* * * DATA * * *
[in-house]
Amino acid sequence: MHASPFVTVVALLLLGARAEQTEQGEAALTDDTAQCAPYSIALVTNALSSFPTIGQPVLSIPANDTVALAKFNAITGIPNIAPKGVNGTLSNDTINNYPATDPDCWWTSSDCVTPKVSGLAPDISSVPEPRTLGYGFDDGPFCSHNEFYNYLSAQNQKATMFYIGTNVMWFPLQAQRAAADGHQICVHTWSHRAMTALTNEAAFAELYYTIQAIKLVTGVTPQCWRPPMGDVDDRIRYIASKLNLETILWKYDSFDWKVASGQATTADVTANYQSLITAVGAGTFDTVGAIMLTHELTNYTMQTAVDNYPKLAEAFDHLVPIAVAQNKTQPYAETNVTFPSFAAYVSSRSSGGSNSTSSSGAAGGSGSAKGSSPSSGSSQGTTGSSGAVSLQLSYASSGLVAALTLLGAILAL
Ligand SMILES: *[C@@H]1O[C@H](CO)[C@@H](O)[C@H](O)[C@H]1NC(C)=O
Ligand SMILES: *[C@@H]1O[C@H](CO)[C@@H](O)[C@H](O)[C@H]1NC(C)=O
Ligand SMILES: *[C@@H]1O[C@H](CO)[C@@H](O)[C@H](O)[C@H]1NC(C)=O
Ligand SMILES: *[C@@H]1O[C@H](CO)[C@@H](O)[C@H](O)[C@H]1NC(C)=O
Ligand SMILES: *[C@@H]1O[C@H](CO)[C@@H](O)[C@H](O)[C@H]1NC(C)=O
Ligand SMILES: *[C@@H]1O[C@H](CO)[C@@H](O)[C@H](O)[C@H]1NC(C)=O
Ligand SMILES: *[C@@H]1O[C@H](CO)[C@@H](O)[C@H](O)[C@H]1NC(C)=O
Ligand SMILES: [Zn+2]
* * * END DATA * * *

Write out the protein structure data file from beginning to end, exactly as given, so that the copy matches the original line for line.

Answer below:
[in-house]
Amino acid sequence: MHASPFVTVVALLLLGARAEQTEQGEAALTDDTAQCAPYSIALVTNALSSFPTIGQPVLSIPANDTVALAKFNAITGIPNIAPKGVNGTLSNDTINNYPATDPDCWWTSSDCVTPKVSGLAPDISSVPEPRTLGYGFDDGPFCSHNEFYNYLSAQNQKATMFYIGTNVMWFPLQAQRAAADGHQICVHTWSHRAMTALTNEAAFAELYYTIQAIKLVTGVTPQCWRPPMGDVDDRIRYIASKLNLETILWKYDSFDWKVASGQATTADVTANYQSLITAVGAGTFDTVGAIMLTHELTNYTMQTAVDNYPKLAEAFDHLVPIAVAQNKTQPYAETNVTFPSFAAYVSSRSSGGSNSTSSSGAAGGSGSAKGSSPSSGSSQGTTGSSGAVSLQLSYASSGLVAALTLLGAILAL
Ligand SMILES: *[C@@H]1O[C@H](CO)[C@@H](O)[C@H](O)[C@H]1NC(C)=O
Ligand SMILES: *[C@@H]1O[C@H](CO)[C@@H](O)[C@H](O)[C@H]1NC(C)=O
Ligand SMILES: *[C@@H]1O[C@H](CO)[C@@H](O)[C@H](O)[C@H]1NC(C)=O
Ligand SMILES: *[C@@H]1O[C@H](CO)[C@@H](O)[C@H](O)[C@H]1NC(C)=O
Ligand SMILES: *[C@@H]1O[C@H](CO)[C@@H](O)[C@H](O)[C@H]1NC(C)=O
Ligand SMILES: *[C@@H]1O[C@H](CO)[C@@H](O)[C@H](O)[C@H]1NC(C)=O
Ligand SMILES: *[C@@H]1O[C@H](CO)[C@@H](O)[C@H](O)[C@H]1NC(C)=O
Ligand SMILES: [Zn+2]